The Best Offense

“Peter answered and unto Him, Though all men shall be offended because of Thee, yet will I never be offended.” (Matthew 26:33)

OFFENSE

It’s a capital “offense”. Get it!? *ahem* Sorry. The above verse would be an example of a “bad offense”. What do you think of when you read the word? What’s the last thing that “offended” you? Assuming you drink milk, was it the whiff you got when you went to get some from the fridge for your cereal the other morning only to find it spoilt? Did it offend your olfactory sensibilities? I have a habit of rating things and I’ll use the word “favorite” or “fave” a lot. It’s a childish thing, I think, but I am learning not to use that word when describing something I detest. Like, “my least favorite ‘rotten’ smell would be potatoes”. More like, “on the list of Smells: Rotten, potatoes is at the bottom.” Granted, I don’t appreciate any on that list (ask me to show it to you if you ever see me). In other words, they all offend me. But rotten potatoes are the worst.

“Great peace have they which love Thy law: and nothing shall offend them.” (Psalm 119:165)

The King James words it “offended” and elsewhere spells it “offence” but the idea contained in this word and in this context is “fall away”. “From that time many of His disciples went back, and walked no more with Him.” Writes John (6:66). Occasionally, Jesus will come across as someone you don’t even know. And we’re tempted with offense. I appreciate the confidence David expresses by way of rhetorical question in Psalm 139 (verse 7): “Whither shall I go from Thy Spirit? Or whither shall I flee from Thy presence?” God’s never going to let you go. He may need to reorient the way you see Him, a little. And the only way way can come to know God in this fuller way—the fuller way He wants to introduce Himself to you—is to let Him lead us into higher and further realms of life than those to which we’ve become accustomed. Often he uses people or a mixture of circumstances we can’t unravel on our own (often involving and including said people) to show us another side of Him that we didn’t know before (remember: people symbolize Him). My opinion is that by remaining childlike through life and therefore close to Him, we prevent successive revelations of God’s character from appearing hard and jarring. We want to know Him better and better, that’s a given. Peter was most definitely “offended because of [Jesus]”. Jesus said he would be in the very next verse. I suppose when you’re this close to Him, He can tell you direct things relating to your future. The main point is that of remaining close, remaining childlike.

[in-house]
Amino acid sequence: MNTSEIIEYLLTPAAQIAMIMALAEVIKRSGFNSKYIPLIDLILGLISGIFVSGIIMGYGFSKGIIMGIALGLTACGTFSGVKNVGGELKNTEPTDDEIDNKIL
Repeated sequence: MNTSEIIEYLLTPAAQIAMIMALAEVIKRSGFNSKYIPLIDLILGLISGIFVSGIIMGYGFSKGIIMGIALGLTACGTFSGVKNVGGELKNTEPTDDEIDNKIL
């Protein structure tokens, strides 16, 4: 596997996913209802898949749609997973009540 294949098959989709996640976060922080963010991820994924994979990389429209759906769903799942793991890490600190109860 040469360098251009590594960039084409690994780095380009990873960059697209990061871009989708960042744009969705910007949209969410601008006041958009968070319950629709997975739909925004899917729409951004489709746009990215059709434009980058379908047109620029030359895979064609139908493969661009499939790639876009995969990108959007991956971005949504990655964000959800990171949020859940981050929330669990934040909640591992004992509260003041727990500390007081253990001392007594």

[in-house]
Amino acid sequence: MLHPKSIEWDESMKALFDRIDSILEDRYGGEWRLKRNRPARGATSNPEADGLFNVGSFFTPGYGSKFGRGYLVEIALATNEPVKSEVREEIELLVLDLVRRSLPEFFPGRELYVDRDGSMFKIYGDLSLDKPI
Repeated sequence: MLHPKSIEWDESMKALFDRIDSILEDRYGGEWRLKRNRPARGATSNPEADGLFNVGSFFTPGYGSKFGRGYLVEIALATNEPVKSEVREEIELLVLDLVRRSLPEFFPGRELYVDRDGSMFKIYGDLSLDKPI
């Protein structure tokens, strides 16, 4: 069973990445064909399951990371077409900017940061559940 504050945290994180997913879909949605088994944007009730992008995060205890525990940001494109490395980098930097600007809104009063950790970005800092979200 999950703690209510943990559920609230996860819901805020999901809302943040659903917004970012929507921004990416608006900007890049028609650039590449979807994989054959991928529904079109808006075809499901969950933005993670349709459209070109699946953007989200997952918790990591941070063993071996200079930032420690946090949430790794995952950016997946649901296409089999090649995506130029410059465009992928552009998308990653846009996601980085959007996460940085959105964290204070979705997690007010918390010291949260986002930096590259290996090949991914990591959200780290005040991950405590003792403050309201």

Calling it good

“And I, brethren, if I yet preach circumcision, why do I yet suffer persecution? Then is the offence of the cross ceased.” (Galatians 5:11, emphasis mine)

So, what Paul is saying here in the above is that because of Jesus’s fulfillment of the Law (see Matthew 5:17) and the ushering in of a state of Grace, those hangers on—the ones who thought they could get to God on their own terms and by their own works—were “offended”. When the Lord has you “preach the cross” or even mention it, there is this abrupt abutment between one worldview that says we must pull ourselves up by our bootstraps–essentially meeting God on our own terms–and the worldview Jesus preached. And whether that opposing worldview is couched in a sort-of religious pharisaism or is merely humanism on its best behavior, it stands diametrically opposed to the way Jesus lived.

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2 comments

  1. Josh, thanks for sharing an insightful word today. Blessing, my brother–Nickolas

    1. You’re very welcome. Blessings to you too, my friend.

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